Servicemembers respond to worst-case scenario during 'Vibrant Response' 12 exercise
August 22, 2011
- Army.mil: National Guard News
- Muscatatuck Urban Training Complex
- STAND-TO!: Field Training Exercise Vibrant Response
- U.S. Army North
- DoD Homeland Response Force fact sheet (.pdf download)
- 'Vibrant Response' tests emergency aid
- Camp Atterbury
- 'Vibrant Response' teams respond to homeland emergency
- STAND-TO!: CBRNE Consequence Management Response Force
- Federal Emergency Management Agency
MUSCATATUCK URBAN TRAINING COMPLEX, Ind., Aug. 22, 2011 -- More than 7,000 Soldiers, Sailors, Airmen, Marines and Department of Defense civilians are descending upon the Muscatatuck Urban Training Complex at Camp Atterbury, Ind., and various surrounding areas in Indiana, to execute DoD support to civil authorities in a consequence management role during the Vibrant Response 12 exercise.
The exercise is conducted by U.S. Army North and is the command's largest disaster response exercise to date. The multi-agency, multi-component exercise is intended to prepare federal military forces for their role in responding to a catastrophic chemical, biological, radiological or nuclear, or CBRN, incident in the homeland.
During the exercise, members of the 51st Weapons of Mass Destruction Civil Support Team, or CST, Michigan Army National Guard, simulated rolling out of Cincinnati when they notionally observed the flash and felt the rumble of a simulated nuclear blast Aug. 16. A call came over the radio telling them to turn around, head back into the simulated incident area and to monitor radiation along a route that police and firefighters would use.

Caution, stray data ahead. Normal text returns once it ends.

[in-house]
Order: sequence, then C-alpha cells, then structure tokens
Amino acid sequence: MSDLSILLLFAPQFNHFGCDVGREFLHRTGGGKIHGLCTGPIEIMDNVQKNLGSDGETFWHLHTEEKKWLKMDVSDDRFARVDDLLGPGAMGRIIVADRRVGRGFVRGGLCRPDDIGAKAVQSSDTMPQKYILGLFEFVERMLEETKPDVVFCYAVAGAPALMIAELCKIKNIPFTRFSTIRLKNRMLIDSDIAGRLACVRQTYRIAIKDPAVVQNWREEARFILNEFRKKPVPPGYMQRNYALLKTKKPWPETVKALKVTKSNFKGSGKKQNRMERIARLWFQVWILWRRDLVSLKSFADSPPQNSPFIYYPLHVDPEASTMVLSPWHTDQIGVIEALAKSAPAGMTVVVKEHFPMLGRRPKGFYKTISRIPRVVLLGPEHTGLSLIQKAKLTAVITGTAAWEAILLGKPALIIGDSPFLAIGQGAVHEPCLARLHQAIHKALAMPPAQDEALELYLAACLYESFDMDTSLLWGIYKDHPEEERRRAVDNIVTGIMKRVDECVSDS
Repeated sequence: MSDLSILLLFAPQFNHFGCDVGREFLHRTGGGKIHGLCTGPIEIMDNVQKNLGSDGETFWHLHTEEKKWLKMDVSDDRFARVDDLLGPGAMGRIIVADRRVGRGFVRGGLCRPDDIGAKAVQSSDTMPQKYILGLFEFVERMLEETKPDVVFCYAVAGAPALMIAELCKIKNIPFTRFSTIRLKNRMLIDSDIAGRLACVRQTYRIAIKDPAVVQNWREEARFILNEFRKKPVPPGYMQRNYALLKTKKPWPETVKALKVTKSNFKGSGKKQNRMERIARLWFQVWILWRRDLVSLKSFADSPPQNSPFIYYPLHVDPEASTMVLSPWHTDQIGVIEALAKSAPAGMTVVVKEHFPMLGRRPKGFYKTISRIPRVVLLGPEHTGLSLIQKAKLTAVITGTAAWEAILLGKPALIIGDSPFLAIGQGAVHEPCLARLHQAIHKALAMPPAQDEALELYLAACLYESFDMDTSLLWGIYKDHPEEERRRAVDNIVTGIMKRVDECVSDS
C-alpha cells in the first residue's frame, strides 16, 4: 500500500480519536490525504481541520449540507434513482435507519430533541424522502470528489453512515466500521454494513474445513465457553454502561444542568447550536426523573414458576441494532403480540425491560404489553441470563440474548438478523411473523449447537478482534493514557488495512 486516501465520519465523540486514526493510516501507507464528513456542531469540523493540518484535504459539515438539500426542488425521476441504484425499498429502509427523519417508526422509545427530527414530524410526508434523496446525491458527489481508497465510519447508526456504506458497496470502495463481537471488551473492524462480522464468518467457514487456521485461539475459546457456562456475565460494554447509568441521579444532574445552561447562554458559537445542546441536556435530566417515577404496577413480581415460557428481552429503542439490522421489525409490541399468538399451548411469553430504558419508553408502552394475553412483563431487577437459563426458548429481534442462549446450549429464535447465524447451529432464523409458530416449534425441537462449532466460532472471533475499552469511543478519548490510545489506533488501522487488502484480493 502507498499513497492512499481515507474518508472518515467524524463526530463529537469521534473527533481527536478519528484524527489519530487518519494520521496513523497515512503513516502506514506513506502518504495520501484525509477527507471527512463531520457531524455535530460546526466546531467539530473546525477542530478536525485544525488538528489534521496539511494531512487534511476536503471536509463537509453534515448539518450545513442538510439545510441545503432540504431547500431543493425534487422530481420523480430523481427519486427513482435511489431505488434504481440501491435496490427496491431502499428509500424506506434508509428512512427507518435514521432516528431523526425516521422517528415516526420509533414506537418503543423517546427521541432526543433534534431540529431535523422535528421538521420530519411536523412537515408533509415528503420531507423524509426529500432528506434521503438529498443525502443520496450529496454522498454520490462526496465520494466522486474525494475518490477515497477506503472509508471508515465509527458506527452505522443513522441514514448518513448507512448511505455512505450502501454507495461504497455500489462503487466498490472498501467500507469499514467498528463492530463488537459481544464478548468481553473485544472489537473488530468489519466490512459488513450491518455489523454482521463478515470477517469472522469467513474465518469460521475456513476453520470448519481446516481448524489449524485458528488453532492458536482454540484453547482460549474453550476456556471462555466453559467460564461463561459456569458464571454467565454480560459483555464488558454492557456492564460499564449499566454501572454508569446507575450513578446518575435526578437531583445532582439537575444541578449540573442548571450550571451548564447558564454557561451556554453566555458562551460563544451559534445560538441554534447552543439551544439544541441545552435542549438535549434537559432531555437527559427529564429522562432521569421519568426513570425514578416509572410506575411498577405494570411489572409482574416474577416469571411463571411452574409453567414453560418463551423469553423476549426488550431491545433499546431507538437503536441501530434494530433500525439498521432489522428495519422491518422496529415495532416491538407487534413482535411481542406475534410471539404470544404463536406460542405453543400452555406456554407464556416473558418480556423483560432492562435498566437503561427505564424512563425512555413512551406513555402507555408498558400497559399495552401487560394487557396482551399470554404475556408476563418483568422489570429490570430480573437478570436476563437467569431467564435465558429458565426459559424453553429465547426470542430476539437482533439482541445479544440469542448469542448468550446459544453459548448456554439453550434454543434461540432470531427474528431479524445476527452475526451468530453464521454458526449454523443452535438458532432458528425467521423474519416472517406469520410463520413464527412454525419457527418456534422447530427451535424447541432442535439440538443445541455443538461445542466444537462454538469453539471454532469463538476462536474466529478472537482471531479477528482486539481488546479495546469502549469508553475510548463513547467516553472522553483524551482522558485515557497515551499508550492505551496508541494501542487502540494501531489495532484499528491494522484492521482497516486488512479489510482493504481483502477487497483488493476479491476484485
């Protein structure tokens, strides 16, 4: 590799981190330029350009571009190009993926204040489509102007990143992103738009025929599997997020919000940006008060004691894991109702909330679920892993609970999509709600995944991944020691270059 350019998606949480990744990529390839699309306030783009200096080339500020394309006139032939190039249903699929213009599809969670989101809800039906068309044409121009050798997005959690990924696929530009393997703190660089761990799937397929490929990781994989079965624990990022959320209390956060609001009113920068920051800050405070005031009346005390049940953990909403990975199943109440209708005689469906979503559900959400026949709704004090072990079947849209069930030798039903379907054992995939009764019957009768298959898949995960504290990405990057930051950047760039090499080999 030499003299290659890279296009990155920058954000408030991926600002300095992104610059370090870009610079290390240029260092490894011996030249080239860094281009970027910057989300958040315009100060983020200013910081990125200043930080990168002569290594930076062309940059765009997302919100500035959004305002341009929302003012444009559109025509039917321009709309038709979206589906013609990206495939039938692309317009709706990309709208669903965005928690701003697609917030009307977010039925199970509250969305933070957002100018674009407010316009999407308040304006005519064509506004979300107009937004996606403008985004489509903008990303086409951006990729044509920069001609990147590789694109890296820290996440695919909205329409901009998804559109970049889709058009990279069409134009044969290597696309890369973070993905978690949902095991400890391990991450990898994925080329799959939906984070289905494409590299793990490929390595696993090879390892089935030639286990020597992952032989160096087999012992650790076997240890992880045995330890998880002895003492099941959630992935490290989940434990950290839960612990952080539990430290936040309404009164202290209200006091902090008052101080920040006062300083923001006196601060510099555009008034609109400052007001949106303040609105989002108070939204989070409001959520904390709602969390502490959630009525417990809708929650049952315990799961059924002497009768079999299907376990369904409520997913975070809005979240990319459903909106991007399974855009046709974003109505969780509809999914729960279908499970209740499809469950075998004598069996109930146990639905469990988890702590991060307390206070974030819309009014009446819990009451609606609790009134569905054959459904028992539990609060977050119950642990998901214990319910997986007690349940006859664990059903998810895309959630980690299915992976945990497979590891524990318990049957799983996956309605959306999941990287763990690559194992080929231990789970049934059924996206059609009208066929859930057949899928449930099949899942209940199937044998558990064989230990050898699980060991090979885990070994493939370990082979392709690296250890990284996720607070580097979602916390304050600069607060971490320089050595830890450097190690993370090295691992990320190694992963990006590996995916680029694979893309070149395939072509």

Speakers in training area blared safety messages for residents. "This is an urgent message from the Ohio Emergency Management Agency. This is not a test. Officials confirm that a nuclear explosion has occurred in the Cincinnati area. Police and firefighters are on the ground and more help is coming."
The Guard team pulled in front of a large building billowing smoke and began pulling equipment out of trailers and compartments. People milling about demanded information and begged for medical aid and water from the team.
"Are we under attack?" a bystander asked a team member. "Help us, please."
Except that Cincinnati was actually the Muscatatuck Urban Training Complex in southern Indiana, and the "victims" of the simulated 10-kiloton nuclear detonation were actually role players, in various degrees of garb, simulating injured citizens during the initial phase of the exercise.
"The scenario tests responding forces from the military and how they work together to save lives, relieve suffering and mitigate great property damage," said Vince Sharp, observer controller trainer, Army North.
"If this ever happens in a real world event, said Staff Sgt. Chad Francisco, survey team chief, 51st CST. "We'll be prepared for the worst-case scenario, but I hope we never have to do it."
CST members cleared a route for local responders and reported on the area for members of the nation's Defense CBRN Response Force, or DCRF, a force of 5,200 DoD personnel.
During the exercise, the DCRF is scheduled to conduct numerous missions, to include decontamination, medical treatment and evacuation as well as logistical missions to transport food, water and supplies to victims. The exercise, scheduled for Aug. 16-28, will also challenge the participants in other key tasks, such as setting up communications and clearing debris from roadways.
Members of the Federal Emergency Management Agency, and local and state emergency responders, are also participating in the exercise.